Background: Nephropathy in type 2 diabetes is the single most common cause of end-stage renal disease (ESRD), but the decline in kidney function varies considerably between individuals, and determinants of renal function loss, early in the course of renal disease, have not been clearly identified.
Methods: In a prospective observational study, we followed 227 (60 female) Caucasian type 2 diabetic patients with nephropathy for 6.5 (range 3 to 17) years from a baseline glomerular filtration rate (GFR) of 83 (SD30) mL/min/1.73m(2) with 7 (range 3 to 22) measurements of GFR ((51)Cr-EDTA) per patient. We evaluated determinants of (1) rate of decline in GFR, (2) risk of doubling in serum creatinine or ESRD, and (3) mortality using potential risk factors at baseline and during follow-up.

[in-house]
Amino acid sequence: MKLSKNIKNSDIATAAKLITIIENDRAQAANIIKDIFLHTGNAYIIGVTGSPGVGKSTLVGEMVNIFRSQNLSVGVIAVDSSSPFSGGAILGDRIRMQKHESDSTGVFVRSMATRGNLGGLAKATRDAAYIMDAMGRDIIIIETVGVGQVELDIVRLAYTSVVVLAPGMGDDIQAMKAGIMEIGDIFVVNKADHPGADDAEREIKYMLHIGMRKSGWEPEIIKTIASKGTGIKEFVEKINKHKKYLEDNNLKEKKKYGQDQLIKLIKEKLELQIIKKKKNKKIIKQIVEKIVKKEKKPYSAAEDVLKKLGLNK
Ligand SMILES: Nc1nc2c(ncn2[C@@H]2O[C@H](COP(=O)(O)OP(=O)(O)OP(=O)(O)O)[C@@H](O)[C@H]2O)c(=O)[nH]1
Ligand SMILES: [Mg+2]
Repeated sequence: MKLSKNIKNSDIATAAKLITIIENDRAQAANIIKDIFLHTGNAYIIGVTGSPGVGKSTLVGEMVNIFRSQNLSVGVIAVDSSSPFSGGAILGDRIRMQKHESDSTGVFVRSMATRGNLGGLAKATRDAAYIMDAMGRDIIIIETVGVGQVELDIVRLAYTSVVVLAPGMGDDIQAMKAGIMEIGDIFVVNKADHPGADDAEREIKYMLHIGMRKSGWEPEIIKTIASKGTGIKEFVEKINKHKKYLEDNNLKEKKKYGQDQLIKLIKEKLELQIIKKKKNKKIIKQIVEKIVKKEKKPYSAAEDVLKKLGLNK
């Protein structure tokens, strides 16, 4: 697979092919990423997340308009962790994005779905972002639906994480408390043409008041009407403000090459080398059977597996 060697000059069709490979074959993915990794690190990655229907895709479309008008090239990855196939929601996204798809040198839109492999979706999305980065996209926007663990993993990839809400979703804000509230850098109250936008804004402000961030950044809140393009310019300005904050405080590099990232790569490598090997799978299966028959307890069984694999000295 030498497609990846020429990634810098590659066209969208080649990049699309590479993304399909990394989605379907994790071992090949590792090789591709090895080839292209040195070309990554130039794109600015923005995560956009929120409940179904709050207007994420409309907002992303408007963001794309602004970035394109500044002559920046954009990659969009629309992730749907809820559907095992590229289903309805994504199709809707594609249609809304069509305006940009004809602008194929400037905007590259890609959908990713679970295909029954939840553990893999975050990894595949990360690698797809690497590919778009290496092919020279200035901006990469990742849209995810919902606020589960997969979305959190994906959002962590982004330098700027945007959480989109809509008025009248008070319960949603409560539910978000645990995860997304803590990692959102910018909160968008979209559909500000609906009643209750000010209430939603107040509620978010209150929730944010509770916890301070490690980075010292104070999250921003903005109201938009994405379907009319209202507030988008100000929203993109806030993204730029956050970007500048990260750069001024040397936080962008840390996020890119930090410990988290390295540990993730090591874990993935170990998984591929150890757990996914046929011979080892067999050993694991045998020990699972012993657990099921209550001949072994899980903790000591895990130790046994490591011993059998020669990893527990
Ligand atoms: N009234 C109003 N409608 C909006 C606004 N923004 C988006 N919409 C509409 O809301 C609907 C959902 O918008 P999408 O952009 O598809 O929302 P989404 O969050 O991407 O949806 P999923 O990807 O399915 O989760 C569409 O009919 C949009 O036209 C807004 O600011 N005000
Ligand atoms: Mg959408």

Results: The mean (SD) rate of decline in GFR was 5.2 (4.1) mL/min/year. In multivariate regression analysis, higher baseline albuminuria, systolic blood pressure (SBP), hemoglobin A1c, GFR, age, and degree of diabetic retinopathy were significantly associated with increased rate of decline in GFR (R(2) (adj) 0.24). During follow-up, elevated mean albuminuria, SBP, hemoglobin A1c, and lower hemoglobin, heavy smoking, and presence of diabetic retinopathy were significantly associated with increased decline in GFR (R(2) (adj) 0.26). During follow-up, 63 patients had a doubling in serum creatinine or developed ESRD, and 79 patients died, primarily due to cardiovascular disease. In Cox regression analysis, higher baseline albuminuria, hemoglobin A1c, and SBP, together with lower GFR and hemoglobin, were significantly associated with shorter time to doubling of serum creatinine or ESRD. Higher baseline albuminuria, hemoglobin A1c, SBP, and age were significantly associated with increased mortality.
Conclusion: Our long-term prospective study of type 2 diabetic patients with nephropathy has revealed several modifiable risk factors of enhanced progression in kidney disease and increased mortality.